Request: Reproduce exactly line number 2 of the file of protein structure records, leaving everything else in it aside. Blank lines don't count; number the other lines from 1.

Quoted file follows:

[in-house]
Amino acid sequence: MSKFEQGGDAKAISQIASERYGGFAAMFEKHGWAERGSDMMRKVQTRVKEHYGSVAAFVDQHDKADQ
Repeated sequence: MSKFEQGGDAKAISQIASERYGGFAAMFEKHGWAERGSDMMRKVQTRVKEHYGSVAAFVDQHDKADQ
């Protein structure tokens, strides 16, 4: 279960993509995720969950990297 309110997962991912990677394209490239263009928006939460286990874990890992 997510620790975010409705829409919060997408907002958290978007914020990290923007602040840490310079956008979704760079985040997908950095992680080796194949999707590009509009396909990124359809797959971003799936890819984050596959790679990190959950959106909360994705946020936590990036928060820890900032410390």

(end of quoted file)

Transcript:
Amino acid sequence: MSKFEQGGDAKAISQIASERYGGFAAMFEKHGWAERGSDMMRKVQTRVKEHYGSVAAFVDQHDKADQ